Katie Dunn | ELP Class 64 Graduate
Katherine Dunn, better known by her friends and family as Katie, was one of two girls who attended Southeast Lineman Training Center in Class 64 of the Electrical Lineworker Program, a 15-week program that teaches the basics of electrical linework through in-class curriculum, hands-on field training, and certifications.
Although we’d like to say she’s always dreamed of being a lineman, that simply isn’t true. Before enrolling at SLTC, Katie was planning to study nursing, but with the impact of COVID-19 on the healthcare industry, she decided to look for another career.
“[Nursing] changed a lot, and I couldn’t see myself doing it long term,” Katie said, “I was looking into other career options and my dad mentioned being a lineworker.”
After talking with her dad, she hadn’t looked into it much, but then, it appeared right in front of her. While taking her nephew home one day, they noticed a crew of linemen out working. Since her nephew loved utility trucks, she stopped and let him watch them work. One of the linemen stopped and allowed Katie’s nephew to look around the truck while another journeyman talked to her about his career.
He said to her, “If you’re looking into this, just do it”. And so, she did. That night, she logged on to her computer, applied to SLTC, and started her journey toward becoming a lineman.
We got the chance to sit down with Katie and speak with her about her experience at Southeast Lineman Training Center, what it’s like being a female in a male dominated field, and what her future looks like.
- What was your goal coming into the Electrical Lineworker Program? Did you have a dream job or any idea of what you wanted to do after SLTC?
“I didn’t have any major goals after [SLTC]. It was kind of ‘take it day-by-day’. Week over week, you get a better idea of what it’s like doing the job. You hear stories from the instructors and people who have been in it. I didn’t really have a set plan, but I knew I wanted to be in linework.”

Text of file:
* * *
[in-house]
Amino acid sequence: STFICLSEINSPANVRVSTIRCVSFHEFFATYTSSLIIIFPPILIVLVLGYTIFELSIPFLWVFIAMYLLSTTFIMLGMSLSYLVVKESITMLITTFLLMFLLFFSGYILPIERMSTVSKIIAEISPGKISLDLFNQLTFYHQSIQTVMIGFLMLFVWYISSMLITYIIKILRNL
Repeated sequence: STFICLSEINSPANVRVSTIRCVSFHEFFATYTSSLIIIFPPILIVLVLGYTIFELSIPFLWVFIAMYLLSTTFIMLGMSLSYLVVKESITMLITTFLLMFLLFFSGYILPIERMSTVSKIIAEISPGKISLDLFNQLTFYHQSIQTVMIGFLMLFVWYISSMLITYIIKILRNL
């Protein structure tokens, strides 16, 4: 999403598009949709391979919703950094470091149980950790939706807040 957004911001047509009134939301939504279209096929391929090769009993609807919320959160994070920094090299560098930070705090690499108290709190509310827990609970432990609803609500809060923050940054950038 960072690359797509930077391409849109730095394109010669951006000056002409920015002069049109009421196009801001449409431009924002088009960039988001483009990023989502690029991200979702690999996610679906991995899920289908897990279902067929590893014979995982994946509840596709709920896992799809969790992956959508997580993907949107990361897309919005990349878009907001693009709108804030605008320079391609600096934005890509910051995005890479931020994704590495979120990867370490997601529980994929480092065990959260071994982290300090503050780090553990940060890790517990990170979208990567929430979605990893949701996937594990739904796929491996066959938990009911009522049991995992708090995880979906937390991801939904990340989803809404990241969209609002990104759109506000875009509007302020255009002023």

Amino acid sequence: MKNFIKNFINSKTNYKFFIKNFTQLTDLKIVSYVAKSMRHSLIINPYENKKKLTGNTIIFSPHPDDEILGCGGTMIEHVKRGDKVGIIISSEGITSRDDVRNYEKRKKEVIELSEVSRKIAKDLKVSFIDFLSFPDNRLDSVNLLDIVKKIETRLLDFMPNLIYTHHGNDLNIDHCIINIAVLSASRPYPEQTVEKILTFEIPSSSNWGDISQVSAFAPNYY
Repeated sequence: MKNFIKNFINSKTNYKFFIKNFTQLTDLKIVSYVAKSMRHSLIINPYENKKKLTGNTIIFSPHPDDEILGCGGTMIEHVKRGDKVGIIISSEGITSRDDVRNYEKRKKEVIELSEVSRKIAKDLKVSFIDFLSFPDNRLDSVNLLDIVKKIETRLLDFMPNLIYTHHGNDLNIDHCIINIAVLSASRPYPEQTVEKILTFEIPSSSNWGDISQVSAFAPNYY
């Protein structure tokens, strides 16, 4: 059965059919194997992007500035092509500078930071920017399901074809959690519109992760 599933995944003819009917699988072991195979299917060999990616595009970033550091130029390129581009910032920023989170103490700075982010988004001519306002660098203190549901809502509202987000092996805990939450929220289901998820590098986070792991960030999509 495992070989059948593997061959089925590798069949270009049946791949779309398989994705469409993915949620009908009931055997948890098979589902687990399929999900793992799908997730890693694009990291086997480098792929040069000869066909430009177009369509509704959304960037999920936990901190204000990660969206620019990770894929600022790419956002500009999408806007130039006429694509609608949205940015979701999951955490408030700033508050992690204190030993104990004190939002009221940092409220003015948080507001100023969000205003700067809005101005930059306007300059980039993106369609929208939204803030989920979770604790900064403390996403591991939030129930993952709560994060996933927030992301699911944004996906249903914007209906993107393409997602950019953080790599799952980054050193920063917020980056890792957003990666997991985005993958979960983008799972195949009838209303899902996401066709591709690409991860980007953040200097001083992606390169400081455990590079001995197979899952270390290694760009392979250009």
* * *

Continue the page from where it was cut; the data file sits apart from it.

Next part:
- What is it like being one of two girls in Class 64 of the Electrical Lineworker Program?
“Day-to-day, it’s not very different. We still have to do everything that the guys do. We’re still held to the same standards as them, and it’s definitely not a cop out of anything. You don’t get to pull that card and say, ‘well, you guys can do it’. You’re on the same level. We’re held to the same level as everyone else and the instructors treat you that way. We’re just one of the guys when we’re out there working.”
- What would you say to other females considering pursuing a career in linework?
“Do it! I don’t regret anything about what I did. Just because you’re a girl shouldn’t change anything for you. You’re still going to have the same opportunities, and probably more, because you’re a girl. You’ll have a lot of opportunities and I’ve always been held on the same level as the guys here. You just have to be ready to do the work and pull your weight and really get out of it what you put into it.”
Today, Katie is back home in Massachusetts working as an apprentice lineman at Eversource MA, New England’s largest energy delivery company. To learn more about women in linework, check out www.lineworker.com/girlpower.
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Southeast Lineman Training Center (SLTC) is the premier training school for lineworker training; consistently producing an elite group of highly trained and certified graduates.